Interview: Leonel Leal on the LifeStart Research Program

LifeStart sat down with Leonel Leal, Project Manager and Ruminant Nutrition Researcher at Trouw Nutrition, to discuss the goals and scope of the LifeStart Research Program

LifeStart: Can you explain the LifeStart research program in terms of the goals of the project?

Leonel Leal: The LifeStart research program seeks to evaluate the effects of pre-weaning nutrient intake and body weight gain on lifetime performance of dairy cows. In order to assess that, we have planned a long- term study that is following more than 70 female calves throughout their entire lifespan. Since slaughtering the animals for further understanding of their development is not an option, we are applying a set of non-invasive/less-invasive techniques (such metabolimics), which will allow us to monitor the metabolic development of the calves at several points in time and during their entire life. With such an approach, we expect to get closer to the answer of our most basic question at LifeStart which is why it is that calves who grow faster in the first 6 to 8 weeks of life become more productive in their adulthood?

LifeStart: What is your specific role in the project?

Leonel Leal: My role is multi-dimensional. I am responsible for all scientific activities related to the project which, of course, include: trial design, writing and revision of protocols, decision-making regarding sampling, the scope of treatment definitions and the reporting of results, as well as many other things.

LifeStart: What is the biggest "unknown" that you are most interested in knowing through this research?

Leonel Leal: Although there is plenty of data pointing to a relationship between pre-weaning average daily gain and future milk production, there is still a lack of understanding about the mechanisms that orchestrate this response. Therefore, our main objective with this project is to further understand those biological mechanisms and try to promote them.

LifeStart: What is or could be the biggest obstacle in getting the information you want with this research study?

Leonel Leal: There are always risk factors associated with this type of research. For instance, in our current project, we may fail to create enough of a difference between the two groups which may mean we won't be able to detect production differences later on. Another possibility is that the effect may not be picked up with the techniques that we choose to use. In spite of these risks, we remain optimistic and are excited to see the results!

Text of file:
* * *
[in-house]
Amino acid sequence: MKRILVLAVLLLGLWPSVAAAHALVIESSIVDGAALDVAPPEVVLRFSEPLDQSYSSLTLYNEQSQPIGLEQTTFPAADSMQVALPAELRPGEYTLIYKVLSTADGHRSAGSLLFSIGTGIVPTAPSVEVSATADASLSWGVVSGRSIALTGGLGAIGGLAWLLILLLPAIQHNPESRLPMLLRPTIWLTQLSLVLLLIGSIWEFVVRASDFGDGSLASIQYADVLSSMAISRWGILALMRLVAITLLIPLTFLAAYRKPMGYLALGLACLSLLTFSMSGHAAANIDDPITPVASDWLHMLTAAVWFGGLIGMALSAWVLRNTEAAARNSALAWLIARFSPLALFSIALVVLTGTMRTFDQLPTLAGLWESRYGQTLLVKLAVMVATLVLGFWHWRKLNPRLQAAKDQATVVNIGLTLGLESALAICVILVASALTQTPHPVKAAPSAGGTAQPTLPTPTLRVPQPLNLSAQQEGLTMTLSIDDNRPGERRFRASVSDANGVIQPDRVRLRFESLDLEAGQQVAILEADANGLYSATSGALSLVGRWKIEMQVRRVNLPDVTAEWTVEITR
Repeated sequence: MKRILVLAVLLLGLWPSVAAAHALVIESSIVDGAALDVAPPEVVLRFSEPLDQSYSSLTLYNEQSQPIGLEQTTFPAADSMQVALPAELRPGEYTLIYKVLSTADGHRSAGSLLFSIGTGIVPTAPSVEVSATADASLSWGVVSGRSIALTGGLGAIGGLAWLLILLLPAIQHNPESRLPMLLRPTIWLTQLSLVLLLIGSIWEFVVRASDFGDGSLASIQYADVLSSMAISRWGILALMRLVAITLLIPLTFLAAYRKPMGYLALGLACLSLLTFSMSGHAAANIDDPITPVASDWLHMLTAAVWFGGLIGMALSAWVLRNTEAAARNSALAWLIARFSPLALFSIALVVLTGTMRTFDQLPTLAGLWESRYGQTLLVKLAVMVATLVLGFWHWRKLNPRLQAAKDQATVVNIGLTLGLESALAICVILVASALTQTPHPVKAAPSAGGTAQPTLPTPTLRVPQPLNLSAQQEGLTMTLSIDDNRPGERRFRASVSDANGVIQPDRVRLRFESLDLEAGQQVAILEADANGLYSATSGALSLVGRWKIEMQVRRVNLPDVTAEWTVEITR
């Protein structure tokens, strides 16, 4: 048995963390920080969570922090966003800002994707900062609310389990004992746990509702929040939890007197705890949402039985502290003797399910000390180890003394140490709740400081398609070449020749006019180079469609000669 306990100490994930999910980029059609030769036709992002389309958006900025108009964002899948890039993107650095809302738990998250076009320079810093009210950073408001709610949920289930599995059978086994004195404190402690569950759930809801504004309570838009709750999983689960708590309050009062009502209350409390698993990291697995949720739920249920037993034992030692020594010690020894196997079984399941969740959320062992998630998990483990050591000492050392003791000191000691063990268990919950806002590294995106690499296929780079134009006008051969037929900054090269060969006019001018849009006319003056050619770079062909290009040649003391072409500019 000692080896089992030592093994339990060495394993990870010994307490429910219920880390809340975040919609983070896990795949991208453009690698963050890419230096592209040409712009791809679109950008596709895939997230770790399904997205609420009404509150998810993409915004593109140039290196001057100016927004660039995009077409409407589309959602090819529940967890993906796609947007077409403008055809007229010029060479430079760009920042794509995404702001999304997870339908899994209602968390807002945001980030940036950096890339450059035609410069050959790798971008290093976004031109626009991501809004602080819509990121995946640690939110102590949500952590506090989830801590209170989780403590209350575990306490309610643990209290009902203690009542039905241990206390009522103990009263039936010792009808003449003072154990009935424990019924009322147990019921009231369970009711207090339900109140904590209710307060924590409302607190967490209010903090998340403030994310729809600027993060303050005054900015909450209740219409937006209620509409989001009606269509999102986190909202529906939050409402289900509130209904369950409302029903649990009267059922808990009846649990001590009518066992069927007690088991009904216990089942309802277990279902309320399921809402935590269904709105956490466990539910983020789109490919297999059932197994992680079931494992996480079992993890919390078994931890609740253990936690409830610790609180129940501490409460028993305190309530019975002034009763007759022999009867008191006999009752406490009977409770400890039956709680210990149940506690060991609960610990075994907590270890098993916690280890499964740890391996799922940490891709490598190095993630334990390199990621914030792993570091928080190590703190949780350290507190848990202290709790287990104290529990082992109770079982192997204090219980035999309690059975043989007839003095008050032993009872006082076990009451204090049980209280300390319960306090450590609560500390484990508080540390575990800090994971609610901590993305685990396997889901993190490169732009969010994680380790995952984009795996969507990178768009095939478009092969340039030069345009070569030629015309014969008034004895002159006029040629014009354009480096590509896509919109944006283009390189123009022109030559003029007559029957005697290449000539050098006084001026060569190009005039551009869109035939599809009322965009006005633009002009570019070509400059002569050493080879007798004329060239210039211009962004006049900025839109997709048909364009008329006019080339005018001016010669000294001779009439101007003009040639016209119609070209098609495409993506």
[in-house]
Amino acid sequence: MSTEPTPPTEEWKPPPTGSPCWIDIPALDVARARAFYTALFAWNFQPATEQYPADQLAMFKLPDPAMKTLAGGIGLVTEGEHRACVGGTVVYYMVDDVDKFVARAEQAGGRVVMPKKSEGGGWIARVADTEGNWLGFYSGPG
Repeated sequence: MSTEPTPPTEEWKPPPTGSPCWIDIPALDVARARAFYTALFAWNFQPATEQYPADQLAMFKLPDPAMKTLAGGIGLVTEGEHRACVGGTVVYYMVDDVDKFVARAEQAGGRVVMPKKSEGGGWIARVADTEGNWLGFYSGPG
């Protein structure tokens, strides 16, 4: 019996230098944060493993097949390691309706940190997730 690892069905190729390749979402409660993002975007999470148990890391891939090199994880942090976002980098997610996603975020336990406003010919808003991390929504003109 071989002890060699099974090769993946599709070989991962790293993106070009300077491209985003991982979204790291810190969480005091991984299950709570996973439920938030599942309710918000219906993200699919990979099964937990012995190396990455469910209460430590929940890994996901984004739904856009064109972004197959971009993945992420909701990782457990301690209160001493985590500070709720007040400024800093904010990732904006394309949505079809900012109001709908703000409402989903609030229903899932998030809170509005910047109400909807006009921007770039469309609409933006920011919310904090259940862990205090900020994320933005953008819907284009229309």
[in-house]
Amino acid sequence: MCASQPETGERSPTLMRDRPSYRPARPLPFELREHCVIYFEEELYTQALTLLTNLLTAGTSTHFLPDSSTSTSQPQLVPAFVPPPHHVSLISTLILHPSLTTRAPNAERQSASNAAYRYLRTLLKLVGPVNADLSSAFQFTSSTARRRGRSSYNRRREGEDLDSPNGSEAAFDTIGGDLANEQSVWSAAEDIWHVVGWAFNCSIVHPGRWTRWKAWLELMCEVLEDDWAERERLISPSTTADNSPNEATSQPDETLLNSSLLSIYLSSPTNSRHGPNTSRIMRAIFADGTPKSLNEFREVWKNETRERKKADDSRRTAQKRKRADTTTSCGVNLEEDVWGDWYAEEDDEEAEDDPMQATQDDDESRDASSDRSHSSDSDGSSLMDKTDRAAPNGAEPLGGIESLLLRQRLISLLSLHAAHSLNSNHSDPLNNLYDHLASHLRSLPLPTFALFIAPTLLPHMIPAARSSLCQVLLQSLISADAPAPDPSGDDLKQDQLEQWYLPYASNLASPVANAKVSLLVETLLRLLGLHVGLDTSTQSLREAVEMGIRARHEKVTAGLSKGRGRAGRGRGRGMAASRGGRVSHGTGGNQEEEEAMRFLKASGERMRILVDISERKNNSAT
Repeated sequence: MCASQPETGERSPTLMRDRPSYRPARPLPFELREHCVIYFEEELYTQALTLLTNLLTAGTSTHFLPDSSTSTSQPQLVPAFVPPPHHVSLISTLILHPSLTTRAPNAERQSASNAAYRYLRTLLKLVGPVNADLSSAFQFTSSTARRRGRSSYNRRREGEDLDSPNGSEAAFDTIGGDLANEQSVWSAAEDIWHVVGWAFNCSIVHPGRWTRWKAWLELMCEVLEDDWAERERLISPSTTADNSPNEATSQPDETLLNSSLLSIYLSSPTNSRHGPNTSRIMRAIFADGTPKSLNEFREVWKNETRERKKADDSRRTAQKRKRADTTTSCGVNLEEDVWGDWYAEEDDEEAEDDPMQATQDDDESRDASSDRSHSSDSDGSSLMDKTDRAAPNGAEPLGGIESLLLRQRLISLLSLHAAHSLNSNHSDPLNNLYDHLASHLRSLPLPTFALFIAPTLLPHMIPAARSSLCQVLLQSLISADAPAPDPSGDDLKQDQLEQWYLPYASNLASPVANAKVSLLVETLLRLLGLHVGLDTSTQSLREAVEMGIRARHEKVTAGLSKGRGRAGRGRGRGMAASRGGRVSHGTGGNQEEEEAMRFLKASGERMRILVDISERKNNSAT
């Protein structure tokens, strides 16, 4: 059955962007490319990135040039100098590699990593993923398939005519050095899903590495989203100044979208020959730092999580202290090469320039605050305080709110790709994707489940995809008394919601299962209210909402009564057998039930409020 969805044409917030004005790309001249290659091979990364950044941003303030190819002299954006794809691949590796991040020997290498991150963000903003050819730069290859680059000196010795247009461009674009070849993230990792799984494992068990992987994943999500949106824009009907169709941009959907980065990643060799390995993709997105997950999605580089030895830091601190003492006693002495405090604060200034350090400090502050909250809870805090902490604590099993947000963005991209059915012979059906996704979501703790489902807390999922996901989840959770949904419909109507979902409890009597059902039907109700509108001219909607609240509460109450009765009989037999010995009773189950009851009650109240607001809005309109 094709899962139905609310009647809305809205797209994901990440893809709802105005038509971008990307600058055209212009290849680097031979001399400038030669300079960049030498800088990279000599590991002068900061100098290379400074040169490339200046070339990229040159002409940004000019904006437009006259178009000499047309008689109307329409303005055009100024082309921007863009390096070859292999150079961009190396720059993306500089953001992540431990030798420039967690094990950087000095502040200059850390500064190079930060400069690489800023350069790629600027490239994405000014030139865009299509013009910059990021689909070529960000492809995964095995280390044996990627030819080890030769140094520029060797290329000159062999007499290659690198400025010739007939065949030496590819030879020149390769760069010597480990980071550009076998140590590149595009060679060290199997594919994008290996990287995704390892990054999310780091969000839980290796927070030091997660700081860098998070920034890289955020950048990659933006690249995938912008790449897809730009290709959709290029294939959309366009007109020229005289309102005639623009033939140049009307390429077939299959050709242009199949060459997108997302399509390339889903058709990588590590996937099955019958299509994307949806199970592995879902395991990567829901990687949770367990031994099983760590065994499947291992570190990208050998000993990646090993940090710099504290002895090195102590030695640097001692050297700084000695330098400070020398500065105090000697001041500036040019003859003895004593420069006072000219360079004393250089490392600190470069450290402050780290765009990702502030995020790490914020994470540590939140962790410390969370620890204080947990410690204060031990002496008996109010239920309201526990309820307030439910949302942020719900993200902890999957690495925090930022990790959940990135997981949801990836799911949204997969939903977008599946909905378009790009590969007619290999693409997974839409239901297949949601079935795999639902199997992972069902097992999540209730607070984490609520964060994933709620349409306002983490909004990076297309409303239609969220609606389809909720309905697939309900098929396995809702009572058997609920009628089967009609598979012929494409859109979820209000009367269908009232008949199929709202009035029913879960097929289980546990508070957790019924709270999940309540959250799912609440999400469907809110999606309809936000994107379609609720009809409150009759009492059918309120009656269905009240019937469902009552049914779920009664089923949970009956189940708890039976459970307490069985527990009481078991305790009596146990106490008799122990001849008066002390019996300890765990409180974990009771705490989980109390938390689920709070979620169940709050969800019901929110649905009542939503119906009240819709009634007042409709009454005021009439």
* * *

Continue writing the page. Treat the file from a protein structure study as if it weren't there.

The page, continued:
LifeStart: Why do you think this research hasn't been done before? Has it been because of theoretical reasons or due to practical limitations?

Leonel Leal: The major limitation for this type of research is the time investment that it necessarily involves, not only from the researcher's perspective, but also from the entire research unit, including farm staff, technicians, etc. There have been other experiments that have followed the effects of pre-weaning nutrition on later life milk production. However, there has been no other study that has monitored the animals as closely as this one, and that has looked into so many aspects at the same time.

LifeStart: What insights do you hope this research provides, in terms of achieving the goal of feeding the growing worldwide population?

Leonel Leal: Hopefully, it will be proof of our guiding principle, that feeding pre-weaned calves better will positively affect their future performance. Moreover, we expect to gain a better understanding of the main biological mechanisms that are triggered by early nutrition which affect the animal's future performance. And, last but not least, we expect to be able to bring some of that knowledge into our product development and formulations in order to further enhance the effect.

LifeStart: If the research is successful in terms of proving that the LifeStart concept does indeed produce greater amounts of milk in the first and subsequent lactations, what's next? Where do we go from here?

Leonel Leal: In my opinion, if cows do produce more milk in their first and subsequent lactations, the next logical step will be to study the impact of such pre-weaning programs on overall health parameters, on fertility and on longevity of dairy cows. We will need to take a holistic approach to better understand both the short and long term implications of such strategies. While keeping the focus on both animal welfare and efficiency, we will need to make sure that taking care of our young calves is also going to bring economic benefits at the farm level.

If those figures all come together as we expect, they may present enough evidence for dairy farmers to at least "rethink" their entire calf/heifer rearing strategy.

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